Design Alumnus Turns Artists’ Visions Into Reality

Author: Aaron Smith

David Hunt

At this summer’s Venice Biennale—often called the Olympics of the contemporary art world—the U.S. pavilion features a musical ATM, a treadmill atop an upside-down World War II tank, and gymnasts performing routines on airline seats.

It was Notre Dame graduate David Hunt’s job to turn the unusual visions of Puerto Rico-based artists Jennifer Allora and Guillermo Calzadilla into reality.

An industrial design major, Hunt ’01 specializes in managing large-scale art projects for cultural institutions such as the Indianapolis Museum of Art, his primary client since 2007 and commissioner of the U.S. pavilion.

Creating Without Compromise

“One of the thrills of working with artists,” Hunt says, “is that they come to the table with unprecedented concepts—some are way out there. The key is to understand why they’re trying to do what they want to do so that you can help them problem-solve in ways that maintain the integrity of the artwork.

Allora & Calzadilla, Algorithm, 2011, Photo by Andrew Bordwin

“I’m constantly bringing people from the world of engineering together with artists to determine what’s possible and what’s not, and to push the limits.”

Like many of Hunt’s projects, the Venice exhibit required him to assemble and manage an international team of experts from a wide range of disciplines, countries, and time zones, many of whom did not actually meet one another until the grand opening.

But from fabricating that musical ATM to delivering a 52-ton military tank through the pedestrian-geared streets of Venice, the Biennale project posed some unique obstacles, even for Hunt.

“We knew if we couldn’t find solutions there was no way to do the project,” he says. “If we had to compromise, we would cross the line, and it wouldn’t be worth including those pieces. For example, we had to identify a bank and ATM manufacturer who would partner with us. These traditional companies aren’t used to working in this artistic world. It’s real easy for them to say no, so it’s a big victory to get them come along for the ride.”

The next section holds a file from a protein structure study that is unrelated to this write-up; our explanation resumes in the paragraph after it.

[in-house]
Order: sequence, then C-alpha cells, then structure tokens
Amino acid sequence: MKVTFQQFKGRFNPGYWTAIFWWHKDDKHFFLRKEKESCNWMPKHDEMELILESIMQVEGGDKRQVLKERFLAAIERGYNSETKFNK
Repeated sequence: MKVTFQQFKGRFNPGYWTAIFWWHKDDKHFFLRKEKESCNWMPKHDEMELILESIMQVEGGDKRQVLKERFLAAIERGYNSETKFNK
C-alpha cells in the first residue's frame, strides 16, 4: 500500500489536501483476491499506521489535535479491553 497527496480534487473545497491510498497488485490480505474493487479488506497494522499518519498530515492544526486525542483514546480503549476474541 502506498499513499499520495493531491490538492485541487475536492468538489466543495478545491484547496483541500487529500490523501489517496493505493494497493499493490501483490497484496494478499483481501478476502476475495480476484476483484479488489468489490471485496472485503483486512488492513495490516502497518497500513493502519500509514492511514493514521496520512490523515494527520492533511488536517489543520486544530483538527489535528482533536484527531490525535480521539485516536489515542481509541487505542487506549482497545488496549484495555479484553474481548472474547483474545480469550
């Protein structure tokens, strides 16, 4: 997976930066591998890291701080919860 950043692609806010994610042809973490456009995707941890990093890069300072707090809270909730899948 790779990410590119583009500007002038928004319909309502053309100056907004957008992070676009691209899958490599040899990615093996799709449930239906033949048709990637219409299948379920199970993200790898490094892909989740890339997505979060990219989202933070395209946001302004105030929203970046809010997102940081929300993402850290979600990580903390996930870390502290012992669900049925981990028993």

Essential Art Skills

Allora & Calzadilla, Track and Field, 2011, photo by Andrew Bordwin

A big part of Hunt’s challenge as an art-project manager is facilitating communication between right- and left-brain people, he says.

“We have artists, curators, and educators on one side and structural engineers, traditional architects, metal shops, and contractors on the other. Helping them speak one another’s language and live in one another’s world is necessary to make these projects successful.”

That’s why the ability to communicate—as much as a formal education in design—is essential to his work, Hunt says.

“Every day, I use the writing and communication skills I learned through my liberal arts education in the College of Arts and Letters,” he says. “If I couldn’t write well and communicate with a diverse range of people, there’s no way I could do my job. Being able to bridge language and cultural barriers, the interpersonal skills that you learn going through Notre Dame, and that varied curriculum will pay off in the long term whether you realize it at the time or not.

“Specialized skills are great,” he adds, “but the ability to think creatively about complex, unusual problems is something that I don’t think you can learn on the fly. Those are also the things I look for in people I hire and want to work with.”

The Process of Inspiration

Hunt recently founded his own firm, DG Hunt & Associates, where he will continue to focus on project management for cultural institutions.

“I enjoy getting to know these spectacular people from these niche corners of the working world whom I never would come across if I wasn’t doing this type of work,” he says. “It’s a wide range of people who are brilliant in very different ways.”

And as the U.S. pavilion in Venice amazes, confounds, or inspires its visitors this year, Hunt has already achieved his desired reaction from a different audience.

“It is great to see the transition of people who thought we were crazy and then fell in love with it though the process,” he says. “At the beginning, they were extremely skeptical of our ambitious, over-the-top concept, but they came full circle and were excited and enthusiastic by the end.”

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Photos of Allora and Calzadilla’s Algorithm (2011) and Track and Field (2011) by Andrew Bordwin.